Major Tudor was sitting unoccupied before the writing-table in his smoking-room, but he rose as Phil entered. His face was composed as usual.

"Well, Mr. Turner?" he said, as Phil came heavily forward.

Phil, more nervous than he had ever been before, halted in front of him.

"I came to speak to you, sir," he said with an effort, "to--to explain--"

Tudor was standing with his back to the light. He made no attempt to help him out of his difficulties.

Phil came to an abrupt pause; then, as if some inner force had suddenly come to his assistance, he straightened himself and tackled the matter afresh.

"I came to tell you, sir," he said, meeting Tudor's eyes squarely, "that I have nothing to be ashamed of. In case"--he paused momentarily--"you should misunderstand what you saw half an hour ago, I thought it better to speak at once."

"Very prudent," said Tudor. "But--it is quite unnecessary. I do not misunderstand."

He spoke deliberately and coldly. But Phil clenched his hands. The words cut him like a whip.

"You refuse to believe me?" he said.

Tudor did not answer.

"I must trouble you for an answer," Phil said, forcing himself to speak quietly.

"As you please," said Tudor, in the same cold tone. "I have a question to put first. Had I not chanced to see what took place, would you have sought this interview?"

The blood rose in a hot wave to Phil's head, but he did not wince or hesitate.

"Of course I shouldn't," he said.

Tudor made a curt gesture as of dismissal.

"Out of your own mouth--" he said, and turned contemptuously away.

Phil stood quite still for the space of ten seconds, then the young blood in him suddenly mounted to fever pitch. He strode up to his major, and seized him fiercely by the shoulder.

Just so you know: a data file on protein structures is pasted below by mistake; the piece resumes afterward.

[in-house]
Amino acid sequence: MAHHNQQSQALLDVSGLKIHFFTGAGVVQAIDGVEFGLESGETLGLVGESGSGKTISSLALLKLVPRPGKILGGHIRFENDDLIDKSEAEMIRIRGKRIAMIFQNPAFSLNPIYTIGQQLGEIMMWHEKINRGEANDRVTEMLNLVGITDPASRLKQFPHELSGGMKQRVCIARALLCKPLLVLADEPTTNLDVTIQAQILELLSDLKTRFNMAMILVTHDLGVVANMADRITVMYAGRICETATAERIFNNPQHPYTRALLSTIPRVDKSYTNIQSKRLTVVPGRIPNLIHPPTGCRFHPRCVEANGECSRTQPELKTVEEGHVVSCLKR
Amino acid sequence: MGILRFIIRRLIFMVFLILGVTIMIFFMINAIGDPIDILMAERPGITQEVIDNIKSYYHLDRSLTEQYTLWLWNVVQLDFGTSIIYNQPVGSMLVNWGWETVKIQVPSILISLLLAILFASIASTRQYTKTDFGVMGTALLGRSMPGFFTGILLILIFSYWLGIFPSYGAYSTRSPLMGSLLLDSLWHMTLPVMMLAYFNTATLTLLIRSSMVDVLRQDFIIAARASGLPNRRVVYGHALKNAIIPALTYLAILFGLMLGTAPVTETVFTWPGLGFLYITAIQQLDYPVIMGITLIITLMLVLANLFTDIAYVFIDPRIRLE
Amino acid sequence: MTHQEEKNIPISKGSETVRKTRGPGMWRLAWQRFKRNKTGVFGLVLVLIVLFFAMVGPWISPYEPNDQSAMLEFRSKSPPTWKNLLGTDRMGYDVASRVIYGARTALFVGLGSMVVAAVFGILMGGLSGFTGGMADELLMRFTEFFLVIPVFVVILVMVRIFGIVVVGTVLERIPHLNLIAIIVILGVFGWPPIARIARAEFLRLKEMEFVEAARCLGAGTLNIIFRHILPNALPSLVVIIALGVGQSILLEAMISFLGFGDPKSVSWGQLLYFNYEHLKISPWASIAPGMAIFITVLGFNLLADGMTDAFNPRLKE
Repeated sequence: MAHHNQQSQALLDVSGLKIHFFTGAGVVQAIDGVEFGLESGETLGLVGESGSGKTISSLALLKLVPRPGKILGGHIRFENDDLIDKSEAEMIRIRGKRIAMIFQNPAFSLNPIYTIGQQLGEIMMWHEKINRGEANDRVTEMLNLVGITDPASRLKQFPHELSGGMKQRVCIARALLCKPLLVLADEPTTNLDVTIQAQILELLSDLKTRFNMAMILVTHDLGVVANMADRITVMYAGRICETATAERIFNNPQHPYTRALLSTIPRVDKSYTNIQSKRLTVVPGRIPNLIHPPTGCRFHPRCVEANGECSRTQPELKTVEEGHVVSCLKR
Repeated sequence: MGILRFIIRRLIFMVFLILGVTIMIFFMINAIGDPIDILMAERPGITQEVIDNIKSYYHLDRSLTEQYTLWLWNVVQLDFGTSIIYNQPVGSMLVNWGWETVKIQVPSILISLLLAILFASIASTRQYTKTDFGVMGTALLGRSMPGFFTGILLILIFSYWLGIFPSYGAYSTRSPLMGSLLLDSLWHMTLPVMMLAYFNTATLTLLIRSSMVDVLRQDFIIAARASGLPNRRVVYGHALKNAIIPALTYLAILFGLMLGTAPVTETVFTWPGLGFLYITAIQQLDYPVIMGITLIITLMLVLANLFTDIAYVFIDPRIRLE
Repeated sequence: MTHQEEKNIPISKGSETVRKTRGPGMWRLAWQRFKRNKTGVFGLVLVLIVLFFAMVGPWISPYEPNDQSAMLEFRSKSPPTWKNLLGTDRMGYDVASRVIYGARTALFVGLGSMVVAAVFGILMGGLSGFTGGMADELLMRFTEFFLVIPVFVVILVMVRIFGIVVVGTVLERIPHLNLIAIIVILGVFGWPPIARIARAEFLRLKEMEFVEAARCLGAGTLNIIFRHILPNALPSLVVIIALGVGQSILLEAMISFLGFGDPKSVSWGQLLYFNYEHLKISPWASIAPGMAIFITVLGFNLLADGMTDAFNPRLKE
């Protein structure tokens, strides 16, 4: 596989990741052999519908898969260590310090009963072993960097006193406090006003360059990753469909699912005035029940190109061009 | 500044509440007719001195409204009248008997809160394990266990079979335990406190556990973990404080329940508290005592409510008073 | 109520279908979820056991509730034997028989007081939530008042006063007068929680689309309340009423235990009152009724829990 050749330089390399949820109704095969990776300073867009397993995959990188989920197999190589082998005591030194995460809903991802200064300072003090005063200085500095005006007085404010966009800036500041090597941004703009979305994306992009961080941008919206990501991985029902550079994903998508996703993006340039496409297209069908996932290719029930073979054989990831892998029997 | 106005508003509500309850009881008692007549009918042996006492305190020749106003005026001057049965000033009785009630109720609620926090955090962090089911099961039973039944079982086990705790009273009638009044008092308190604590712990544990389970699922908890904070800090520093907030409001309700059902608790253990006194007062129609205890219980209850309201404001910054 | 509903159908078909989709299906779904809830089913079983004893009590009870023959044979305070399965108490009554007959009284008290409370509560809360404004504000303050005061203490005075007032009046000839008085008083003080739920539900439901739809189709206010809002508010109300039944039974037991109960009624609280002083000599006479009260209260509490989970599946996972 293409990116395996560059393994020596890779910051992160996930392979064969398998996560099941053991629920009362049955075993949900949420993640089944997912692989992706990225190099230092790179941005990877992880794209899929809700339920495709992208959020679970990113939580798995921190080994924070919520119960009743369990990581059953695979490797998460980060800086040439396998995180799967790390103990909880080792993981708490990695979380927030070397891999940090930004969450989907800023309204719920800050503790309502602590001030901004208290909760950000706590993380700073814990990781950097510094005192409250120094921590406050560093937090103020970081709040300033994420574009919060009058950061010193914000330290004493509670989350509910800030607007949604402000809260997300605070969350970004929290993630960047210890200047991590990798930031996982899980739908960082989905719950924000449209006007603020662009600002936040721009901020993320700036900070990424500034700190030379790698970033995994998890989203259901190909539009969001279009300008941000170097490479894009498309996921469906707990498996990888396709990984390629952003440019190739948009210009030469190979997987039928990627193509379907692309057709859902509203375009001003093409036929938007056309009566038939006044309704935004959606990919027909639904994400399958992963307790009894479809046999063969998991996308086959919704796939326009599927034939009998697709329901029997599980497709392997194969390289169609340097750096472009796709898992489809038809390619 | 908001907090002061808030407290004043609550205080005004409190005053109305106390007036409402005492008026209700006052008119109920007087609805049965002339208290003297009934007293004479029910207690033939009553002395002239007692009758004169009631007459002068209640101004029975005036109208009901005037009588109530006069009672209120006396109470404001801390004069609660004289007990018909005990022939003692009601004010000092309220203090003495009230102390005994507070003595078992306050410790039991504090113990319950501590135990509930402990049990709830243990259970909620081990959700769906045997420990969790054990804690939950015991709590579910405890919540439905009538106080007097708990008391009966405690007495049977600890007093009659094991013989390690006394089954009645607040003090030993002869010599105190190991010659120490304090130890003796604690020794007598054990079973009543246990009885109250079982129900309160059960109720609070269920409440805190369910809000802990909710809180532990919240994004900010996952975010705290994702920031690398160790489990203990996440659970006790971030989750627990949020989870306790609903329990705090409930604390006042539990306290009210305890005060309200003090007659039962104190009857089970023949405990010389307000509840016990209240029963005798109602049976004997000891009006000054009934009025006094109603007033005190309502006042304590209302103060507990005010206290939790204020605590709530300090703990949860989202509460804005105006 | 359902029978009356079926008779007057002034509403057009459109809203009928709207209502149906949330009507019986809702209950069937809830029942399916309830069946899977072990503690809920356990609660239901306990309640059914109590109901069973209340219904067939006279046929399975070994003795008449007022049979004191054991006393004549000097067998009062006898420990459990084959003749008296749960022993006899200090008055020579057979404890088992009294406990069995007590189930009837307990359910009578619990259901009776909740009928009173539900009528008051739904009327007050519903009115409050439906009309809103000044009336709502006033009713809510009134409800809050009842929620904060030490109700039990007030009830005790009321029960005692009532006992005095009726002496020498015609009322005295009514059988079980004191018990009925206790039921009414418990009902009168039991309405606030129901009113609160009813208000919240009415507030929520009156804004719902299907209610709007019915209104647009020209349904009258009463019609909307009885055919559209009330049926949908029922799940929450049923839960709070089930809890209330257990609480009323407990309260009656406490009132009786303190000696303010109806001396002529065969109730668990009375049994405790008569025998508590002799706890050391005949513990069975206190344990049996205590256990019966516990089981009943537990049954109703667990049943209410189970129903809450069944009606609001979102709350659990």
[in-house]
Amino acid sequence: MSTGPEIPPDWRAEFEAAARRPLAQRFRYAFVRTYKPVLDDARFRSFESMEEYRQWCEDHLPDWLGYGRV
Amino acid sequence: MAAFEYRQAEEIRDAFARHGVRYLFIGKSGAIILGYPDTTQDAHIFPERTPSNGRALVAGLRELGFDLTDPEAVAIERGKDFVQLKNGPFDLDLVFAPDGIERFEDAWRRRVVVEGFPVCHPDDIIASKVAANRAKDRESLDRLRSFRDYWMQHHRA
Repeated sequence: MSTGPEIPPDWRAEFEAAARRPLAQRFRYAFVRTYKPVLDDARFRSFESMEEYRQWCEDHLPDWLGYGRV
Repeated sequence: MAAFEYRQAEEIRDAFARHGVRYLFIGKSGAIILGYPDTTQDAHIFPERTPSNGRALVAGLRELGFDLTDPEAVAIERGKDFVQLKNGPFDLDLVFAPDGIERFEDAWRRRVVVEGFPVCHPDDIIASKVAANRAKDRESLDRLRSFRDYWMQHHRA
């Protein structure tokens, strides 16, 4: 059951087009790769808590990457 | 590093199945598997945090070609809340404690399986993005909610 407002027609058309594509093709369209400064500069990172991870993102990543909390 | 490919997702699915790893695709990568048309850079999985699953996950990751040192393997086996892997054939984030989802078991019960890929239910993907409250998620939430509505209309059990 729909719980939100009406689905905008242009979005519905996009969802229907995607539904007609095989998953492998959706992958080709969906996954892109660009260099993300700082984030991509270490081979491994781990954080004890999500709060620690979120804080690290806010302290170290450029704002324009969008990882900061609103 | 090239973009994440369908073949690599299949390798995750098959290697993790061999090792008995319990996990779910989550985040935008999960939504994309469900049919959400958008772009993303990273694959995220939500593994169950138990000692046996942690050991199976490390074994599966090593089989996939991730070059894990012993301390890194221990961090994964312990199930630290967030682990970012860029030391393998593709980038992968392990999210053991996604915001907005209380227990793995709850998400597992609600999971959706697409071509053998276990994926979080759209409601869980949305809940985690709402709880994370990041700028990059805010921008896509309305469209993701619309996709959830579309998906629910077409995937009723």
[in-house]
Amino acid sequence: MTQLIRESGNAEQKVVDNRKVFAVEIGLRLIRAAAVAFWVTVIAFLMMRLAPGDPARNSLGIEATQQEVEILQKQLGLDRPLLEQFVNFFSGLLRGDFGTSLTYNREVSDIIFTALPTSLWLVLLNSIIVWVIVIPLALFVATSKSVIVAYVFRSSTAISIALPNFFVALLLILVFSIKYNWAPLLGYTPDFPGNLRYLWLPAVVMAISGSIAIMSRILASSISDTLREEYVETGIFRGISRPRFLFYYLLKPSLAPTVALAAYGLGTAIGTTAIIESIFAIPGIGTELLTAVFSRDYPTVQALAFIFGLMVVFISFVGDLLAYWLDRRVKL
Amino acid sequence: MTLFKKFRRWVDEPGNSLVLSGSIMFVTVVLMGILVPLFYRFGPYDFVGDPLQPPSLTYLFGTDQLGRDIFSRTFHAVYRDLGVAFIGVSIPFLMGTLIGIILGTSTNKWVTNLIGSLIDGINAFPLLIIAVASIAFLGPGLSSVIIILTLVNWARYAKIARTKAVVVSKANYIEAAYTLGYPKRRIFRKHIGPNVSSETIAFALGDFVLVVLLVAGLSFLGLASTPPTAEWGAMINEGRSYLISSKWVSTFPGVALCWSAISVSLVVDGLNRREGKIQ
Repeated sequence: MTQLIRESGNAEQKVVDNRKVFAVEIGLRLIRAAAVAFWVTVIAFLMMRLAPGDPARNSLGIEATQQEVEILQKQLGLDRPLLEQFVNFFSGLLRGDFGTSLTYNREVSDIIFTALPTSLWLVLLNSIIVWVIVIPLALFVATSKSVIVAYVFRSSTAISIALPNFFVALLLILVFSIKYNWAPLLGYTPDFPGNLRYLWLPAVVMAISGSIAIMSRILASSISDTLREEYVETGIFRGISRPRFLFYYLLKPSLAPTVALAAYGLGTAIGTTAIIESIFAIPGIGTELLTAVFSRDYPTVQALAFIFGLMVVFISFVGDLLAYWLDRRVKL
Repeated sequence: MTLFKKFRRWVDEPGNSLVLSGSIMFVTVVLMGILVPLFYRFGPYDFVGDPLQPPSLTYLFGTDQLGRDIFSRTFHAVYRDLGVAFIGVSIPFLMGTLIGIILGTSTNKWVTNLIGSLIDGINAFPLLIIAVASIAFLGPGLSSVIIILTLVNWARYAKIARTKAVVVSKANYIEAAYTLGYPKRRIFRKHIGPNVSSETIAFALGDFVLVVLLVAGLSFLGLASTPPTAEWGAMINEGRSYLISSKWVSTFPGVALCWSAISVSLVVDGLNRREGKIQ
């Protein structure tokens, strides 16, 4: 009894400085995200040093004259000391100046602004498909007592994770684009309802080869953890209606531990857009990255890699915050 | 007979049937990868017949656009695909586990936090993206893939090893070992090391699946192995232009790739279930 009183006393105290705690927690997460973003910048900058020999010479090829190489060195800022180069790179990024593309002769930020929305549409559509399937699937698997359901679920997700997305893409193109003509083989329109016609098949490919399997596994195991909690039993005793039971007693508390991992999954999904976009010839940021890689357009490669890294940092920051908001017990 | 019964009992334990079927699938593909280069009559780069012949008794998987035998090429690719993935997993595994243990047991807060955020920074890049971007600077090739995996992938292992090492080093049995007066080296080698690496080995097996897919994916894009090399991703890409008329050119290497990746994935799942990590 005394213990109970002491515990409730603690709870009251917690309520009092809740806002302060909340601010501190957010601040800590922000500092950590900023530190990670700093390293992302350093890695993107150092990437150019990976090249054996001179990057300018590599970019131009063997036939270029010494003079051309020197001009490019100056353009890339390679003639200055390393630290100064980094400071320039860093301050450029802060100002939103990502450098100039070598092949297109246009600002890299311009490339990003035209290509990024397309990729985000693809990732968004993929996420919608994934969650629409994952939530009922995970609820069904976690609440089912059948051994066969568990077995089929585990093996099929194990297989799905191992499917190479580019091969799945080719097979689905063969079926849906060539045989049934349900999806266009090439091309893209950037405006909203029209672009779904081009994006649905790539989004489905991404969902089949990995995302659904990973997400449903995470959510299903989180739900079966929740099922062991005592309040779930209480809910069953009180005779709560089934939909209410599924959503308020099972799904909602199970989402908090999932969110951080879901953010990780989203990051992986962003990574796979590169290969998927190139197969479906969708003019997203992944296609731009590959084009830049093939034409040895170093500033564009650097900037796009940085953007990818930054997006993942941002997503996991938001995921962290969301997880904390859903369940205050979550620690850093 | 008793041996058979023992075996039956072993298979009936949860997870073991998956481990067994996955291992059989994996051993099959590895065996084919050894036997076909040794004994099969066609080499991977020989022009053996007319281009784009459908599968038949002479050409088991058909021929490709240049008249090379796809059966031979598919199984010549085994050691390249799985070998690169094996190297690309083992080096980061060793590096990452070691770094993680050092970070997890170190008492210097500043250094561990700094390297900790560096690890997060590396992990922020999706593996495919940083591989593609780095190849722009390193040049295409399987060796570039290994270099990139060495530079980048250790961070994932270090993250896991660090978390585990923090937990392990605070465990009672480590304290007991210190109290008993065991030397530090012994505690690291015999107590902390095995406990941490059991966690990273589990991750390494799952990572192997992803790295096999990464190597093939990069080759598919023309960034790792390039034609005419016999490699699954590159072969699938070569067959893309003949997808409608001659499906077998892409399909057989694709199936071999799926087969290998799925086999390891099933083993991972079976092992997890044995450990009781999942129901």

"I won't bear this from any man," he said between his teeth. "I am as honourable as you are! If you say--or insinuate--otherwise, I--by Heaven--I'll kill you!"

The passionate words ceased, and there followed a silence more terrible than any speech. Tudor stood absolutely motionless, facing the young subaltern who towered over him, without a sign of either anger or dismay.

Then at last, very slowly and quietly, he spoke:

"You have made a mistake. Take your hand away."

Phil's hand dropped to his side. He was white to the lips. Yet he would not relinquish his purpose at a word.

"It hasn't been for my own sake," he said, his voice still shaking with the anger he could not subdue.

Tudor made no response. He stood with his eyes fixed steadily upon Phil's agitated face. And, as if compelled by that searching gaze, Phil reiterated the assertion.

"If I had only had myself to consider," he said, "I shouldn't have--stooped--to offer an explanation."

"Let me remind you," Tudor said quietly, "that I have not asked for one."

"You prefer to misunderstand?" said Phil quickly.

"I prefer to take my own view," amended Tudor. "If you are wise--you will be satisfied to leave it so."

It was final, and, though far from satisfied, Phil felt the futility of further discussion. He turned to the door.

"Very well, sir," he said briefly, and went out, holding his head high.

As for Tudor, he sat down again before his writing-table with an unmoved countenance, and after a short interval took up his correspondence. There was no anger in his eyes.